Head to Swansea for epic coastline, world-class cuisine and friendly locals | The Sun

SWANSEA is a Welsh wonder with epic coastline and world-class cuisine.

The welcoming locals and simple transport links from the south of England make it a destination to behold.


The Swansea area covers not just the city, but also the entire Gower Peninsula, a stretch of stunning coastline to the west that was the UK’s first designated Area of Outstanding Natural Beauty.

It’s a mecca for beach-goers, but make a beeline for Rhossili Bay, which is widely regarded as one of Europe’s best.

Don’t expect ice-cream shops and amusement arcades, and instead savour the three miles of unspoiled golden sands.

On a fine day, a walk out to tidal island Worm’s Head is what locals would call “lush”, while the remains of the Helvetia, a ship wrecked in 1887, are visible on the beach at low tide.

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Recharge with a cuppa and a doorstop Reuben sarnie, crammed with salt beef and melted cheese, £6.95, from The Bay Bistro, perched on the cliffside (Thebaybistro.co.uk).


There’s much more to the food scene than Welsh cakes and rarebit (though those are both great).

Garuda is Wales’ only Indonesian restaurant, and it’s a stonker. Owner and chef Ani serves the country’s best dishes, starting with her specialty chicken satay, £6.50.

Don’t miss the beef rendang of dreams, £14, and if you have room, finish with black rice pudding with coconut, £4.50. (Garudarestaurant.co.uk).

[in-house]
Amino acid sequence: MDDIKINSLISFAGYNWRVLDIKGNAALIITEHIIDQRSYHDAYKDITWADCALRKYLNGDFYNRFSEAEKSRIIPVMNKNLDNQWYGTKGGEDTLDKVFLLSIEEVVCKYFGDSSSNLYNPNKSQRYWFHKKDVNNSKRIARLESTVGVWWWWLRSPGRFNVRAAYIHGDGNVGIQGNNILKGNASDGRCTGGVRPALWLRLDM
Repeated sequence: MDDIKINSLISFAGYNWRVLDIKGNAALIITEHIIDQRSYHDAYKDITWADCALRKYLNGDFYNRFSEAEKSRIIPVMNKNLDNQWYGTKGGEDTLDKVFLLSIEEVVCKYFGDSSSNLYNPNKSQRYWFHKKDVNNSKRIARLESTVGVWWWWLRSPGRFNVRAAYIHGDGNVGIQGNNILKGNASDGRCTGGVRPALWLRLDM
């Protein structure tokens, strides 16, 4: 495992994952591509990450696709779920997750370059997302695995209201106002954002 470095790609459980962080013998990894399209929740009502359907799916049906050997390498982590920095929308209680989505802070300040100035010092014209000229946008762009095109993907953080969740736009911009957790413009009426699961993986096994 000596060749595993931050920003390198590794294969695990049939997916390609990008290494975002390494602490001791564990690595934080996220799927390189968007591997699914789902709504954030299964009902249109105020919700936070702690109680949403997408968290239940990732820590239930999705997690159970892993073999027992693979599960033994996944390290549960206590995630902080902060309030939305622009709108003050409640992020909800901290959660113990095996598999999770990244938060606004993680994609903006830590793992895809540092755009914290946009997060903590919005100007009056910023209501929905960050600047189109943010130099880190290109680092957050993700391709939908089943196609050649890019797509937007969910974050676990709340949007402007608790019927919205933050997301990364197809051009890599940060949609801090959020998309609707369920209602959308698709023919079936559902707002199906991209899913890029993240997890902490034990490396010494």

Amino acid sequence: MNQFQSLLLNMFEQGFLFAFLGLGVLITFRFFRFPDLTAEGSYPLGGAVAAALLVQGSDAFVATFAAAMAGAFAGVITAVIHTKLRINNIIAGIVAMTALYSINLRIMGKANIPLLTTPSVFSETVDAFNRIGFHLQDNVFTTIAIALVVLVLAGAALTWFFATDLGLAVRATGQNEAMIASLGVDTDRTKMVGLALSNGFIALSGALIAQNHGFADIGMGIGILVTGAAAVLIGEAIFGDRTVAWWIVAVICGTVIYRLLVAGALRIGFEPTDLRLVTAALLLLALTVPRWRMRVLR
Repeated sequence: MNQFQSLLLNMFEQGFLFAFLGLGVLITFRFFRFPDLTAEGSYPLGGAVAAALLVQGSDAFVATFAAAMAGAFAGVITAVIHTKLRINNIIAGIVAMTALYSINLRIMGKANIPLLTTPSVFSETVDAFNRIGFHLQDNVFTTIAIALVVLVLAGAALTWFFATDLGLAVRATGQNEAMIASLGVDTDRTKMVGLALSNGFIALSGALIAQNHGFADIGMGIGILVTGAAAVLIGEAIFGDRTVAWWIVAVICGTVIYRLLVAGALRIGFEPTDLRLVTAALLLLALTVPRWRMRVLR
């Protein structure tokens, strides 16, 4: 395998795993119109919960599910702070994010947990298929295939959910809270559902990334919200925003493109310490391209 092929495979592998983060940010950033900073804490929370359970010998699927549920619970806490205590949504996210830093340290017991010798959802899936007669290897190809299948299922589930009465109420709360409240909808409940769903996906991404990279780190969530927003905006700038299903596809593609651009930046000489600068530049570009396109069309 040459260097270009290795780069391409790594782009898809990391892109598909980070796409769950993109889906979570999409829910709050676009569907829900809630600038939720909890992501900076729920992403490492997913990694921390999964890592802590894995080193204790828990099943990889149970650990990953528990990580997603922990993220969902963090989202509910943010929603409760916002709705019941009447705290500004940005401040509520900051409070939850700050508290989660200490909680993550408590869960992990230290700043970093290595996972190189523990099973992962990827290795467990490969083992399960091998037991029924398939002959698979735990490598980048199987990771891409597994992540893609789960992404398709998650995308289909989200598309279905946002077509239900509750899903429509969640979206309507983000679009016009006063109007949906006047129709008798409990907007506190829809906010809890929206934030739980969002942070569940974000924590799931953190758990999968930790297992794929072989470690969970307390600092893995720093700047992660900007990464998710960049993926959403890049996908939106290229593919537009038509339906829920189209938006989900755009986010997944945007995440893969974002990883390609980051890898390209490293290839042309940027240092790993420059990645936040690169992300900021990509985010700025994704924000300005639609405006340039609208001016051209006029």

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Mention ice cream to anyone in Swansea and they will immediately point you in the direction of local chain Joe’s.

Trying to guess the secret recipe of the vanilla gelato, £1.85 a scoop, is the stuff of local legend (Joes-icecream.com). 


The stretch of pubs along the Mumbles seafront is one of the most famous pub crawls in Britain, known as the Mumbles Mile.

While we wouldn’t recommend having a pint in each all in one day, it’s hard to beat a drink in The Vic at Mumbles Ale House, a traditional pub nestled in the backstreets.

Friendly strangers will strike up conversation with you and make you feel like part of the furniture.

Afterwards, walk along the promenade following signs to Oystermouth Castle, a Norman stone fortress with rolling green grounds.

Climb up the hill for awesome views overlooking the horseshoe-shaped Swansea Bay.

As well as being a historical landmark, in the summer, the castle also hosts productions in the outdoor theatre.

Bring a blanket in case it gets chilly and snuggle up to enjoy classics including Shakespeare’s A Midsummer Night’s Dream or bring the family along for adaptations of children’s stories (Swansea.gov.uk/oystermouthcastle).


From the super-soft beds to the home-made Welsh cakes you’ll find thoughtfully placed in your room, every detail has been thought of at Morgans Hotel.

This luxe boutique hotel is just minutes from the Maritime Quarter in one direction and the city centre in the other.

The main property has 20 rooms, and the townhouse across the road has another 22.

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Ours was spotless with a seriously comfy king-size bed. Staff could not be more attentive, and the relaxed restaurant serves up a delish breakfast buffet as well as à la carte lunch and dinner menus, with great kids options, too.

Double rooms cost from £125 per night, including breakfast (Morganshotel.co.uk). 


Train tickets from London to Swansea cost from £30.80 each way with Great Western Railway (Gwr.com).

Plan your trip at Visitswanseabay.com and Visitwales.com.

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